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Bromeliads Can Be Exotic Christmas Gifts

If you're shopping for a holiday gift plant, you're bound to see some odd, exotic plants among your garden center offerings.

Some may be growing on what looks like little stumps. Most have brightly colored leaves or peculiar flowers and thick, waxy leaves.

They're called bromeliads.

"Bromeliaceae is a very large family of plants," said Paul Thomas, a horticulturist with the University of Georgia Extension Service. "They're epiphytic, which means they grow on trees, usually in very tropical environments."

The bromeliads you're apt to buy in stores aren't Georgia products. They come from South and Central America, from Peru and Chile up through Mexico.

"Georgia has a native bromeliad," Thomas said. "It's called Spanish moss, which is a Tillandsia plant. As you go further south into Florida, you'll find many other Tillandsias."

Another famous bromeliad is the pineapple. That's one of the biggest plants in the family, although there are a few bigger species.

"So you have bromeliads that you eat, and you have some that can be used as packing material," Thomas said. "Another whole group is floriferous -- they're grown for their exotic flowers."

Among these plants, the ones you'll find in stores this Christmas and throughout the year, are Cryptomeria, which are sometimes called "Christmas stars" and other names. "They're noted for their multicolored, flat, pineapple-like leaves," Thomas said. "They make a wonderful indoor ground cover and neat pot plants."

One spectacular bromeliad is a Vriesia. "This plant has huge red bracts on the flower scape," he said. "It sends up what looks like a large, bright red sword, which opens up to reveal bright blue flowers."

Bromeliads come in countless shapes and sizes, from tiny things to giants. And the great thing about them, Thomas said, is "they're all fairly easy to grow."

They grow best in medium light. So they do well in east- or west-facing windows. And they grow well under artificial light.

"You can carry them outdoors in the summer, and they'll bloom like crazy," Thomas said.

But remember, they're epiphytes -- they grow on other plants. "They like to be watered, but they're used to having the water run off," he said. "You can grow them well in a pot in a regular potting mix, but you have to let the mix dry out from time to time."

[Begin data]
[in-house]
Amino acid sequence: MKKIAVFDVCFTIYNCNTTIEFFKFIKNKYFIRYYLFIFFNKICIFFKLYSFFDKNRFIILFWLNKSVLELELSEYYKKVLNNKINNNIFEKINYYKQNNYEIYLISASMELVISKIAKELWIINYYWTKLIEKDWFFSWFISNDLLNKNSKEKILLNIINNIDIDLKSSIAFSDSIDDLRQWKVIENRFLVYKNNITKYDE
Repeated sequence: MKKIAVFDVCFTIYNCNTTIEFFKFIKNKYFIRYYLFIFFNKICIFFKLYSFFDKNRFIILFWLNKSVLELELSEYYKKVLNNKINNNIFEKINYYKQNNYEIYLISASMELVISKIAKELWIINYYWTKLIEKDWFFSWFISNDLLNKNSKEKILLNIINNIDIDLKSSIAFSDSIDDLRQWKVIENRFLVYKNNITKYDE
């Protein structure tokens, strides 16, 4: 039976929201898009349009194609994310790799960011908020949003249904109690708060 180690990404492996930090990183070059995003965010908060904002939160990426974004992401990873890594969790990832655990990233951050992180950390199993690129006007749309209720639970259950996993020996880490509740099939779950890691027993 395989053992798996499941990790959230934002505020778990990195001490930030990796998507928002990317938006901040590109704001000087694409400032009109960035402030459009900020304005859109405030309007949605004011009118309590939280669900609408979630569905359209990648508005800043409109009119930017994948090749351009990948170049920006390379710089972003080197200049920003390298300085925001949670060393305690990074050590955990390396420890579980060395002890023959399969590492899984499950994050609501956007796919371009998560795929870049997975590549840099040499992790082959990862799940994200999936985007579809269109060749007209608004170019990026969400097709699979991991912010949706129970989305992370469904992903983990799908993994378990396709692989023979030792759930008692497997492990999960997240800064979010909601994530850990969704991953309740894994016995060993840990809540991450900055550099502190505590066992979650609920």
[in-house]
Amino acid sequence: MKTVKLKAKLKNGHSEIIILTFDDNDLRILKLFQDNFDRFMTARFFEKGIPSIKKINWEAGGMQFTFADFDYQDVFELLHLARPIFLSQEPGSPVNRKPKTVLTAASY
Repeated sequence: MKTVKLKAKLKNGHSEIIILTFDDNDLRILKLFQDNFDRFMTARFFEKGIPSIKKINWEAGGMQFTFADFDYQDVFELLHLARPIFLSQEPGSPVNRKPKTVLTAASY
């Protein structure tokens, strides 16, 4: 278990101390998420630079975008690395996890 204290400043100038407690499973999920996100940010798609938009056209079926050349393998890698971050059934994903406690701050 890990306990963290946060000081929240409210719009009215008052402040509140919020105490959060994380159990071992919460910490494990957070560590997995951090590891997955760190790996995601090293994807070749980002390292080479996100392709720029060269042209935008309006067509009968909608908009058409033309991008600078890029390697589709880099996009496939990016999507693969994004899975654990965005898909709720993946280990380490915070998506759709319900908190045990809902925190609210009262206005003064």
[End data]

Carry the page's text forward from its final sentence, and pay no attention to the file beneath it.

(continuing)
Or you can attach them to slabs of bark. "They'll slowly root into the bark," he said, "but you'll have to water them more often."

A unique thing about watering bromeliads, Thomas said, is that their leaves are complete rosettes, forming perfect cups.

"That's how a tree dweller survives," he said. "They're used to catching water that way. So water the plant from top to bottom to keep adequate moisture in those cups."

To keep the plant looking its best, you'll need to give it a thorough shower every couple of weeks or so.

These plants don't like a lot of fertilizer, though. Thomas' rule-of-thumb is to divide the label recommendations of your normal houseplant fertilizer by four.

Bromeliads are annuals in Georgia. They're not cold-tolerant. In south Florida, though, they keep growing as long as people take care of them.

"You can have bromeliads that are 10 or 15 years old," Thomas said, "if you bring them inside when it turns cool and keep them watered."

Bromeliads are resistant to most diseases, as long as you don't let the roots get saturated. They're resistant to most insects, too.

And even apartment dwellers who don't have many windows can have big collections of bromeliads.

"Many of these plants are tiny," Thomas said. "The entire plant may be the size of your thumb. And they grow very slowly. So you can have a big collection of bromeliads on a single window sill."

(Dan Rahn is a news editor with the University of Georgia College of Agricultural and Environmental Sciences.)

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